Longtime Valeant Investor Sequoia Fund Exits After Losses (Bloomberg)
Ruane, Cunniff & Goldfarb, manager of the Sequoia Fund and once the largest shareholder in Valeant Pharmaceuticals International Inc., said the $4.8 billion mutual fund exited that investment last month after losses. Valeant, which once accounted for more than 30 percent of the Sequoia portfolio, was no longer a holding by mid-June, the firm told investors Tuesday.
Fed's Bullard sticks with single U.S. interest rate hike view (Reuters)
The Federal Reserve should be in no rush to raise U.S. interest rates despite a surge in June hiring, St. Louis Fed President James Bullard said on Tuesday, sticking with his view that the central bank may need only a single rate hike for years to come.
IMF sees 'negligible' Brexit impact on U.S. growth (Reuters)
The IMF said in its formal annual review of the U.S. economy and policies that the June 23 "Brexit" vote has prompted a rise in the dollar that has been less than feared, up about 1 percent in nominal effective terms, while stock markets have recovered losses incurred right after the vote. Meanwhile, a safe-haven rush into U.S. Treasuries has lowered yields, and home and business financing costs, considerably.
Dimon Wades Into Inequality Debate With a Raise for the Little Guy (Bloomberg)
At a time when the gap between rich and poor looms large in U.S. politics -- and when a backlash against the global economic establishment is rattling the postwar order on both sides of the Atlantic -- Dimon went public Tuesday with a plan to give thousands of employees a raise. In an opinion piece in The New York Times, Dimon said wage stagnation and income inequality were holding back millions of people. Even as big banks look to reduce pay for top earners, Dimon called on corporate America to help low-paid employees climb the economic ladder. “Wages for many Americans have gone nowhere for too long,” Dimon wrote.
I got caught cheating through Pokémon Go (NYP)
Evan Scribner claims he’s now single after his girlfriend discovered he was “cheating” on her — thanks to the geolocation feature in the addicting scavenger hunt-style cellphone game. Scribner told The Post his big mistake was playing the game after canoodling with an ex-girlfriend in Bushwick. The mobile game leads players to virtual creatures located in the real-world, using a phone’s mapping software to record where each Pokemon is captured. And that means anyone snooping around a player’s phone would be able to see his or her whereabouts at a given time. “She saw that I had caught a Pokémon while at my ex’s house,” Scribner said. And when the Sunnyside, Queens resident didn’t have a good excuse as to why he was wandering around his ex’s Brooklyn neighborhood, his gal pal said see you later Feraligatr. “She found out last night at my house and hasn’t contacted me since then,” Scribner said.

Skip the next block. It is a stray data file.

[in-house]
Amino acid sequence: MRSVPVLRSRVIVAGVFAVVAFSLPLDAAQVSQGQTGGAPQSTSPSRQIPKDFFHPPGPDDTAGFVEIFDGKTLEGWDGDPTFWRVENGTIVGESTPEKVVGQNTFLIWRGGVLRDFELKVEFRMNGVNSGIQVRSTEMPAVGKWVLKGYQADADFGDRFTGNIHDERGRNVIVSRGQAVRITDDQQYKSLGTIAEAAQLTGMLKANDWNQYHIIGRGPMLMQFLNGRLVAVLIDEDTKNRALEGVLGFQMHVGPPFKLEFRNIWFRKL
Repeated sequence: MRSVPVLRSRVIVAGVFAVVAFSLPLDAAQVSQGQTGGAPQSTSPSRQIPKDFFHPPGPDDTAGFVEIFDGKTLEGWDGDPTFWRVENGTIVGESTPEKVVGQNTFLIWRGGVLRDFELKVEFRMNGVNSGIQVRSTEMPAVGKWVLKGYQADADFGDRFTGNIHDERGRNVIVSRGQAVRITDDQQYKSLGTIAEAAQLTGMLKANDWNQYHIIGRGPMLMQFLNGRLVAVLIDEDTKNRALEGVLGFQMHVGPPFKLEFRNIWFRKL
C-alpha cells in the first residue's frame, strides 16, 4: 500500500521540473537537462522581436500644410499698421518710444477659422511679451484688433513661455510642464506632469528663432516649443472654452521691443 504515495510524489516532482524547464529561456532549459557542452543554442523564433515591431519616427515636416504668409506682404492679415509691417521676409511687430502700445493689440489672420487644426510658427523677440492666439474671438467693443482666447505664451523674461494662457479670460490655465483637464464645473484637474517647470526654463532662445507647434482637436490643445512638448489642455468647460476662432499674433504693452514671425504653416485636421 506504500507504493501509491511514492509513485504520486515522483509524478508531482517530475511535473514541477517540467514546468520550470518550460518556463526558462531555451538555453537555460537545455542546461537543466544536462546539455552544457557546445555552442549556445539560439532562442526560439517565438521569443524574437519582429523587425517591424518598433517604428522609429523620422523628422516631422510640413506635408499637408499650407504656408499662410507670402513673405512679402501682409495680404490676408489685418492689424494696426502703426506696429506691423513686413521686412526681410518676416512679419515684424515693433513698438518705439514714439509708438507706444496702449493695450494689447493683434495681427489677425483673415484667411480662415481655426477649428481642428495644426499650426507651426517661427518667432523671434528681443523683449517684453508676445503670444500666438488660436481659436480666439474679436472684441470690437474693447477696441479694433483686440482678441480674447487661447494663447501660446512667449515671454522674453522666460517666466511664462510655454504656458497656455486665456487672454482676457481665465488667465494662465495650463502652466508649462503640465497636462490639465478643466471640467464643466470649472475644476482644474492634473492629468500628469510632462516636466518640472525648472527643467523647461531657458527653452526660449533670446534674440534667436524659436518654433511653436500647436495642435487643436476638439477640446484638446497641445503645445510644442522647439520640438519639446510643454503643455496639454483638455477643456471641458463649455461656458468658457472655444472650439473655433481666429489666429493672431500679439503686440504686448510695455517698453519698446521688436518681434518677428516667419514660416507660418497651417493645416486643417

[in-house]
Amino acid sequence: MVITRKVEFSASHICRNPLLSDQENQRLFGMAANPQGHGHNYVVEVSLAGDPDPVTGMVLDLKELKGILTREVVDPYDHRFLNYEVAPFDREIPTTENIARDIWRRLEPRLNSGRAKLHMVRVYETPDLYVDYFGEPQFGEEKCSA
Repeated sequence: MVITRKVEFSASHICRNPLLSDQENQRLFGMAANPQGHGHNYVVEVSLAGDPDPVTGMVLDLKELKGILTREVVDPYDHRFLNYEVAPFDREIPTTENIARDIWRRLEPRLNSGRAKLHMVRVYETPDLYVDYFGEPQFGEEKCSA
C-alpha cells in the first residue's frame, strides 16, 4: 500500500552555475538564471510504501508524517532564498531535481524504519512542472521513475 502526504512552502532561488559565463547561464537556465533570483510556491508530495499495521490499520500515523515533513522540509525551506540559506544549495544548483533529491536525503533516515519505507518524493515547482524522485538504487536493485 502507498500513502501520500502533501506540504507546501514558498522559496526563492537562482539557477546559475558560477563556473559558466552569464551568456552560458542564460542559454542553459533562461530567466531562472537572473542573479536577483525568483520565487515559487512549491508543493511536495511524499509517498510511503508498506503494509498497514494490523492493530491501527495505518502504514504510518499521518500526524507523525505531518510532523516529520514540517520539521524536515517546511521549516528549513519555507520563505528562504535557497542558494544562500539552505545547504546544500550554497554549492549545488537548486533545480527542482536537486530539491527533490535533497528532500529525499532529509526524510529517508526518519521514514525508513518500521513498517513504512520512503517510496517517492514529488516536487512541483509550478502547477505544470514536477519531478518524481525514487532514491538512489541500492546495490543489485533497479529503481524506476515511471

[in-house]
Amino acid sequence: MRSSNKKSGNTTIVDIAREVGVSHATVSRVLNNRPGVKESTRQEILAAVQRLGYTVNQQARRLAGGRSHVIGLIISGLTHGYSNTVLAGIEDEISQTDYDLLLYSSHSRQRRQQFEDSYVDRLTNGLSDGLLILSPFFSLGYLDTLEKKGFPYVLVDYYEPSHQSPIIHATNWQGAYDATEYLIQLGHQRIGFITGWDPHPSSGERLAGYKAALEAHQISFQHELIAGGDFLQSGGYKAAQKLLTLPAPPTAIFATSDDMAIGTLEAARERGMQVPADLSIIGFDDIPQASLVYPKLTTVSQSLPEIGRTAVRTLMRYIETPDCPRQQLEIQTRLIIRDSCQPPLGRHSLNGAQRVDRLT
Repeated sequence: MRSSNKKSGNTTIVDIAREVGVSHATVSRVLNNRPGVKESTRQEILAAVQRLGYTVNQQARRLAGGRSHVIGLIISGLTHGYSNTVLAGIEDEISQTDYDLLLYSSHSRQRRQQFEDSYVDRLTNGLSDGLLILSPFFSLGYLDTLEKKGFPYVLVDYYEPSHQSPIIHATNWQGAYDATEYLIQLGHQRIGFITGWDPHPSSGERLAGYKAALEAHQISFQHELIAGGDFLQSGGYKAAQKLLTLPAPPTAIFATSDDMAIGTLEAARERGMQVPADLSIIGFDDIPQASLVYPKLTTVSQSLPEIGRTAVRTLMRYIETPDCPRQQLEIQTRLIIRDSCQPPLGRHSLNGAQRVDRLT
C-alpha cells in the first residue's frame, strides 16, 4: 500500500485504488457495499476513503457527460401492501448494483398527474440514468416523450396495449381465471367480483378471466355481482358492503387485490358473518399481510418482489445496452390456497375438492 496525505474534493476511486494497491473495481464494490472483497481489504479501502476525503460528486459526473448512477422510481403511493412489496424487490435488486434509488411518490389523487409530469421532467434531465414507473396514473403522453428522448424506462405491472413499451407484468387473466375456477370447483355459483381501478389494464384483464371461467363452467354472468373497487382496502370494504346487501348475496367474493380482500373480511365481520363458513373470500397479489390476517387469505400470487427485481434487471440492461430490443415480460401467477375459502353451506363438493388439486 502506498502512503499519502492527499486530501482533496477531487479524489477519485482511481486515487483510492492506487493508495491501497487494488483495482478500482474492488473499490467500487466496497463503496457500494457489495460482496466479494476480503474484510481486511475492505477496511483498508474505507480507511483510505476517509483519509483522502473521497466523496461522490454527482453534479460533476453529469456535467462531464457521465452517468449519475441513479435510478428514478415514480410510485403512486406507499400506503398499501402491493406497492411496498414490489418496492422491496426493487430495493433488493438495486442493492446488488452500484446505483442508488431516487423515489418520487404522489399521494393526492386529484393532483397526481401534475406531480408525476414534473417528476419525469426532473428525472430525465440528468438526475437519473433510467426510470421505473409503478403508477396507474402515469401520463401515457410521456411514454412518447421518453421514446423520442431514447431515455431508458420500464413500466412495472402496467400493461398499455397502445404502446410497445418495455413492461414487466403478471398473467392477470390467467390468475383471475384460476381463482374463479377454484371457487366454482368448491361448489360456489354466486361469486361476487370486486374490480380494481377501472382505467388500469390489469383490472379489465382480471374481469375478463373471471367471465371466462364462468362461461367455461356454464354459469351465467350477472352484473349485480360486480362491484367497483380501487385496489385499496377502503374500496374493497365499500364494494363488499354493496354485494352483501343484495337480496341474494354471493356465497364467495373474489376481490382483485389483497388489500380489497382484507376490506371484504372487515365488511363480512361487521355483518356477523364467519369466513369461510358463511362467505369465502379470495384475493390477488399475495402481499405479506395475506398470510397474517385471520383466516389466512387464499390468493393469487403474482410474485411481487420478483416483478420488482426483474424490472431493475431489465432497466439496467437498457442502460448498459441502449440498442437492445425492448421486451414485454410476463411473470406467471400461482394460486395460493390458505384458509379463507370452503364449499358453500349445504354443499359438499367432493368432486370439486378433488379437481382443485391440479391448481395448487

Retrial of Barclays Traders Set for February in Libor Case (Dealbook)
Two former Barclays traders will be retried in February on charges that they plotted to manipulate a benchmark interest rate known as Libor. A jury was unable to reach a verdict this month regarding the former traders, Stylianos Contogoulas and Ryan Michael Reich. Their trial was the third in Britain to focus on a scandal involving the London interbank offered rate, or Libor. The scandal has led to billions of dollars in fines and shook the reputations of some of the world’s biggest banks, including Barclays, Deutsche Bank, the Royal Bank of Scotland and UBS.
IRS said to be auditing Colorado marijuana businesses (CNBC)
Colorado pot businesses are increasingly coming under scrutiny from the Internal Revenue Service due to the industry's focus on cash, according to a report Tuesday from Marijuana Business Daily. Marijuana businesses such as dispensaries are known to deal predominantly in cash due to continued U.S. banking restrictions that make it difficult for them to have bank accounts with federally chartered financial institutions. And those cannabis businesses with bank accounts sometimes have accounts closed once the bank learns about the marijuana-related activities.
Ginsburg Abandons High Court Neutrality in Calling Out Trump (Bloomberg)
The 83-year-old Ginsburg has become a liberal icon, in part because of her blunt comments on and off the bench. But her comments in three interviews over the last week went well beyond even her usual candor. "He has no consistency about him," Ginsburg told CNN legal analyst Joan Biskupic. "He says whatever comes into his head at the moment. He really has an ego." The court was already an unusually prominent issue in the race between Trump and Democrat Hillary Clinton because the next president is likely to make multiple nominations. The vacancy created by Justice Antonin Scalia’s Feb. 13 death remains unfilled, and Ginsburg will be one of three justices 78 or older on Election Day.
Florida woman arrested wearing only a bra after flipping boyfriend’s truck for breaking up with her (NYDN)
Brianda Mayeli Ramirez, 25, was arrested Friday night when she purposely crashed into the truck in Belle Glade in Palm Beach County. The boyfriend, who was unnamed in the police report, tried to break up with Ramirez after their one-year relationship, according to the Palm Beach Post. Ramirez followed him to his aunt’s house, at which point the two had sex and he left the apartment. The scorned woman put a bra on — and nothing else — and followed him in her car, then intentionally crashed into him.